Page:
I debated about publishing my findings until I received a phone call and a clarifying letter from Elder Robert Christensen on 10 June 1996: “This is the letter I said I’d write to clarify my final understanding of your or our belief in the location of the real tomb. I guess the light wasn’t right before, or it might be that our visitors have asked me to identify for them other buildings in Nauvoo that contained pieces of temple stone.”

He then explained, “The day I took our daughter Melissa’s in-laws, the Argyles, around, I clearly identified pieces of temple stone in the old jail” (see fig. 10). The old Nauvoo Jail is a structure composed of “stone salvaged from other buildings,” including the Nauvoo Temple. Christensen claims that this structure is a post-Mormon building. However, the stones that were once part of the Nauvoo Temple have an etching that is similar if not exact to the stones seen in the arch of the alleged tomb—”also the stone building on Young Street and other old buildings” (see fig. 11, p. 82).

I then went by to see our tomb in the existing light—saw the same design cut into the stone. I don’t think I even mentioned it before. The stones are dressed the same in the old cultural hall. The stone is dressed around the edge with lines or grooves for approximately 1 1/2 inches as a border. Then the center is pocked with sharp chisel teeth [with] a brush chisel. The old jail has pieces scattered around in it with the design on it. The tomb’s arch stones are dressed the same way. Most of it is almost gone. But in good light it can be seen like this [see fig. 12, p. 82]:

“This also, for sure means this stone was not temple rubble, recut for a wine cellar. . . . I think you’ll be sure when you see it up close.”50


“A good frontier yarn should be obvious, but this one continues to be used by people who might know better.”51 Elder Robert Christensen has been in the business of working with stone for nearly twenty-five years. I have been a professor of Church History and Doctrine at Brigham Young University for nearly twenty years. We could just call our excitement “the follies of youth,” but both of us are too old for that. “Midlife crisis” isn’t apropos either to explain our enthusiasm for the discovery. Perhaps in my case, it is just a historian wanting to find something old, yet new.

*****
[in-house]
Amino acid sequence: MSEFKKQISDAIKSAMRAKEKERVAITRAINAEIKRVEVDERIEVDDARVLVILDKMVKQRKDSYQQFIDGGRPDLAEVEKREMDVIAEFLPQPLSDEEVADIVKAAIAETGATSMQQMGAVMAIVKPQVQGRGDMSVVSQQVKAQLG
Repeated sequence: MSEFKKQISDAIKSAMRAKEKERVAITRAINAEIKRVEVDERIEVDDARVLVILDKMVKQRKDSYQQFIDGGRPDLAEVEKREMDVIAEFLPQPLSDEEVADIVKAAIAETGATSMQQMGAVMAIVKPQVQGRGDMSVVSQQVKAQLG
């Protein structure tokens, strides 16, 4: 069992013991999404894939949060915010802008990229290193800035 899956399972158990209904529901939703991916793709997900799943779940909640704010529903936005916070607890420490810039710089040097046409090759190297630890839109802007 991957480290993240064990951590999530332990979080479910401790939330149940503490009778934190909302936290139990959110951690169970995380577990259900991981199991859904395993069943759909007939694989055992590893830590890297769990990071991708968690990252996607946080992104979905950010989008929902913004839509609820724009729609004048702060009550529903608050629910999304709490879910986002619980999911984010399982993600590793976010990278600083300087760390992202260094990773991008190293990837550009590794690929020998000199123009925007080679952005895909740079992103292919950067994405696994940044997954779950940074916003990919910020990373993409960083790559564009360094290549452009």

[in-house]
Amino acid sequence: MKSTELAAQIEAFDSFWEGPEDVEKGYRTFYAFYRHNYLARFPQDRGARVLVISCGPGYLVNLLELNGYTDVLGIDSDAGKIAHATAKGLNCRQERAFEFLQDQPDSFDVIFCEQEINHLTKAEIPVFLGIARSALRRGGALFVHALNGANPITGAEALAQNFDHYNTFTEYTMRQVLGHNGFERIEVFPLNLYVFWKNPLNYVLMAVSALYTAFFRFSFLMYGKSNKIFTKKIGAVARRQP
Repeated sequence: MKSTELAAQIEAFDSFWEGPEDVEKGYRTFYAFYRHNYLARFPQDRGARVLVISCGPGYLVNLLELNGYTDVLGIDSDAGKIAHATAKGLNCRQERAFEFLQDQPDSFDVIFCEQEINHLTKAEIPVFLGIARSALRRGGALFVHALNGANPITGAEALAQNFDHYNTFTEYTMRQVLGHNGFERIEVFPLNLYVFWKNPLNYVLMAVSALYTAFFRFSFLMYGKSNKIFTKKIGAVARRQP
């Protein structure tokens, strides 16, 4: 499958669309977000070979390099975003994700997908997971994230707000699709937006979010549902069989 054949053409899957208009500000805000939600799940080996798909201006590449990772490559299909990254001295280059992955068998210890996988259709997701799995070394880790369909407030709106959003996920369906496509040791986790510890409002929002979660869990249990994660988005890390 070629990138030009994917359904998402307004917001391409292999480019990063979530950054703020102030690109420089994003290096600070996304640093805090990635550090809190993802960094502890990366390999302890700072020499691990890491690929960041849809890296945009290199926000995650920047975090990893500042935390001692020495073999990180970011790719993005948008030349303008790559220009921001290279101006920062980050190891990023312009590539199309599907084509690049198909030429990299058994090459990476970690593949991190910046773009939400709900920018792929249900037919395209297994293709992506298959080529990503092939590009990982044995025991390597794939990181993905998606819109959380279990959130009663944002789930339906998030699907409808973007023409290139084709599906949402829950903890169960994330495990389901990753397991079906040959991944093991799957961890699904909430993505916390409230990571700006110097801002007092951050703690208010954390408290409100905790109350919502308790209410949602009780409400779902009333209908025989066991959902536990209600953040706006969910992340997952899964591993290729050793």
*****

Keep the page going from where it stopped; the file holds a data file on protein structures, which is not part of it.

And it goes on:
The case of the tomb of Joseph has been presented. Known facts are clearly identified and a cave in Nauvoo awaits inspection (another possible site was destroyed in 1973). If the hypothesis proves true, does that suggest that the Prophet Joseph Smith and his family members—now numbering seventeen52—who are buried in the gardenlike cemetery near the Homestead, should be interred again? That would be presumptuous. But what it does suggest is the need for further discussion about the tomb of Joseph.


  1. Richard Lloyd Anderson, Investigating the Book of Mormon Witnesses (Salt Lake City: Deseret Book, 1981), 155 and 158.
  2. Ibid, xi.
  3. Ibid, xii.
  4. History of the Church, 6:625.
  5. Ibid.
  6. “Autobiography of Allen Joseph Stout,” BYU Special Collections (hereafter BYU-S), 19.
  7. “The Life of Mary Ann Rich: 1820—1912,” BYU-S, 17.
  8. “History of Sarah Studevant Leavitt,” BYU-S, 13.
  9. “Autobiography of George Morris,” BYU-S, 22.
  10. “I shall ever remember my feelings,” Church News, 24 June 1984, 11 (translated from the original Welsh by Dr. Ronald D. Dennis, BYU professor).
  11. “Life of Mary Ann Rich,” 17.
  12. History of the Church, 6:626.
  13. Ibid., 6:627.
  14. Letter from Vilate Kimball to Heber C. Kimball, 30 June 1844, as cited in Ronald K. Esplin, “Life in Nauvoo, June 1844: Vilate Kimball’s Martyrdom Letters,” BYU Studies 19/2 (1979): 238.
  15. “Journal of Sarah De Armon Pea Rich,” BYU-S, 40.
  16. History of the Church, 6:627.
  17. “The Mosiah Hancock Journal,” BYU-S, 29—30.
  18. Maureen Ursenbach Beecher, “‘All Things Move in Order in the City’: The Nauvoo Diary of Zina Diantha Huntington Jacobs,” BYU Studies 19/3 (1979): 293.
  19. Church News, 24 June 1984.
  20. Some historians contend that the bodies were concealed on the main floor of the Mansion House. See transcription of presentation by Robert J. Matthews given on 24 March 1995, at Religious Education Friday Faculty Forum at Brigham Young University (in author’s possession). Some of the information shared by Matthews is credited to the research of LaMar C. Berrett.